AM: Who had the greatest influence on you?
A: So many people! As I said, I started out with Ray Charles, 60s rock and Kiss. But when it comes to electronic music, I started listening to a lot of Daft Punk, way before I knew what house music was, and then progressed into a lot of Steve Angello, Eric Prydz, Axwell, Sebastian Ingrosso, and Laidback Luke. They all influenced me a lot and listening to them taught me so much.

AM: When working on the album, did you view it as one complete piece of work, or is it more a collection of tracks written over a period of time? In these days of iTunes and Spotify, does it even make sense to think of an album as a whole any more?
A: Everything in the EDM world is single-oriented right now. I recently told Rolling Stone, the only way to make an album is if every track is treated like a single. So that’s how I approached my new record. And these days, I reckon that’s how albums should be made.

AM: So what was the process when you went into the studio with each collaborator?
A: When collaborating with these amazing artists, I have the melodies in my head and I know exactly where to take everything, but I’m not able to do it all by myself; I’m not able to sing. So when I’m with someone who does sing and all these acoustic instruments, I know exactly what to do with it.

AM: Does the single ‘Wake Me Up’ signal a new direction in your production style?
A: I wanted to debut something a little different with ‘Wake Me Up’. It’s a blend of rock, soul and R&B, and almost kind of bluegrass and old house funk, but very electronic. It was a lot of fun to make that track.

AM: In 2011, you got into a legal battle with Syco over the use of one of your tracks without permission. The use of instrumental tracks like this seems to be a common problem for dance music producers, do you agree? How does it feel to find your work appropriated like this?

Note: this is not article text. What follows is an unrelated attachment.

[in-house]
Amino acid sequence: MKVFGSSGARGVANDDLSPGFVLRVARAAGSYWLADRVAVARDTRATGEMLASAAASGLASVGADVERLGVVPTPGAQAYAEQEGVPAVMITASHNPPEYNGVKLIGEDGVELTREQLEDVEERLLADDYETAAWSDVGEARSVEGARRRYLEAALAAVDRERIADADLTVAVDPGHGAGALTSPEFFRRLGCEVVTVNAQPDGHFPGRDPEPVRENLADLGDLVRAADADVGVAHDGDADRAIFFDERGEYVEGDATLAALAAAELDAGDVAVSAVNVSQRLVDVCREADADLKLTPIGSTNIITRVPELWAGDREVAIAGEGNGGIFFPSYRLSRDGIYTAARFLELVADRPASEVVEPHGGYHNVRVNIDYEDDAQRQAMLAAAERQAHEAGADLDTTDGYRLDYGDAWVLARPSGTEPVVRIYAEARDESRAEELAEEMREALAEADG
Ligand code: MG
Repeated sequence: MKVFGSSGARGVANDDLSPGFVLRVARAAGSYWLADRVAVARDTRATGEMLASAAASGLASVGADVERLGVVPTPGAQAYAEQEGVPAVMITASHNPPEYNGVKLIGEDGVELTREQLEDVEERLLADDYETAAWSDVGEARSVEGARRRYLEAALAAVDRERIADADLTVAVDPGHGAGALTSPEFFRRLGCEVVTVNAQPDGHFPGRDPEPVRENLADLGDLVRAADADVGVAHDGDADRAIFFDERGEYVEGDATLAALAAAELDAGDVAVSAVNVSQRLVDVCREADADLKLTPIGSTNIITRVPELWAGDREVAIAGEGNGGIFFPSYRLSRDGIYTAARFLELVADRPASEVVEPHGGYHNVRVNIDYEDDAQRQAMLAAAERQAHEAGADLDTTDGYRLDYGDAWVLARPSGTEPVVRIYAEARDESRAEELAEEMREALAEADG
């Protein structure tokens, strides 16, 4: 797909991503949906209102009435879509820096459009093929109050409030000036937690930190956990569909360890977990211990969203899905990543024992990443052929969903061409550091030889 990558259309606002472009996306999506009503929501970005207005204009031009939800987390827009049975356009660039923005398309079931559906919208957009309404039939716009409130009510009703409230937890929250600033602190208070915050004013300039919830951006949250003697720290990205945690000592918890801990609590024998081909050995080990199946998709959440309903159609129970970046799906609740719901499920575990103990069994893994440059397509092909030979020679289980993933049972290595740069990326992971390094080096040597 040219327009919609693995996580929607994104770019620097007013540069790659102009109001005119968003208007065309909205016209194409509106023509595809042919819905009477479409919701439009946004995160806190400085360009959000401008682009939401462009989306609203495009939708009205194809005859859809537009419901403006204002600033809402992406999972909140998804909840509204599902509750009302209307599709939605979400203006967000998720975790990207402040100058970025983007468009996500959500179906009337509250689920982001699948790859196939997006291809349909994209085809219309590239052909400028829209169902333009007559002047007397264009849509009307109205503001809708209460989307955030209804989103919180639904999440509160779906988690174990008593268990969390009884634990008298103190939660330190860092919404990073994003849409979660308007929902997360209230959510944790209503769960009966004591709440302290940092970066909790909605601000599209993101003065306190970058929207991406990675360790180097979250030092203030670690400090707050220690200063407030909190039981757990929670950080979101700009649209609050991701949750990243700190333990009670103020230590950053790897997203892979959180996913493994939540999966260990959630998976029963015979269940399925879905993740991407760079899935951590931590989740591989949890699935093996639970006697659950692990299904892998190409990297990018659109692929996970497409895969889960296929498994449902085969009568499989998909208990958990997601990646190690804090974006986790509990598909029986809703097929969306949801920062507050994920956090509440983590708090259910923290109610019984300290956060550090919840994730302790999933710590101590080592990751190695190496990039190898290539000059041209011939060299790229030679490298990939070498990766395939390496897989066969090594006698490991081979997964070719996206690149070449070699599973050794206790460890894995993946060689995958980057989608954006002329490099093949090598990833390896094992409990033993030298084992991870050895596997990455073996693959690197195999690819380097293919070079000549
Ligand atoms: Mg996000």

A: I’m not sure how common it is, but it’s definitely a problem. In a way, it’s flattering that people like your work enough to want to use it in their production. But the bottom line is, credit needs to be given where it’s due.

AM: You’re playing the Electric Daisy Carnival London and Creamfields festivals later this year, how do festival crowds compare to a club or your own headline show?
A: It’s just two different types of vibes. A good club show can be just as good as a festival but obviously in a different way. Festivals are way bigger, and seeing the reactions of 20,000 people jumping around is unlike anything else.

AM: You have played some of the other Electric Daisy Carnival festivals already. How do they compare to other events?
A: EDC is such a massive festival; the energy at that place is like nothing else. The crowds have been amazing so far and I can’t wait to play the next one!

AM: What should people who’ve not seen you live before expect from your performances?
A: I always try and do something really special for big festivals such as this, so I hope they are ready for a good time!



READ MORE ABOUT:

SIGN UP GO PREMIUM CMU NEWS CMU DAILY CMU DIGEST CMU TRENDS SETLIST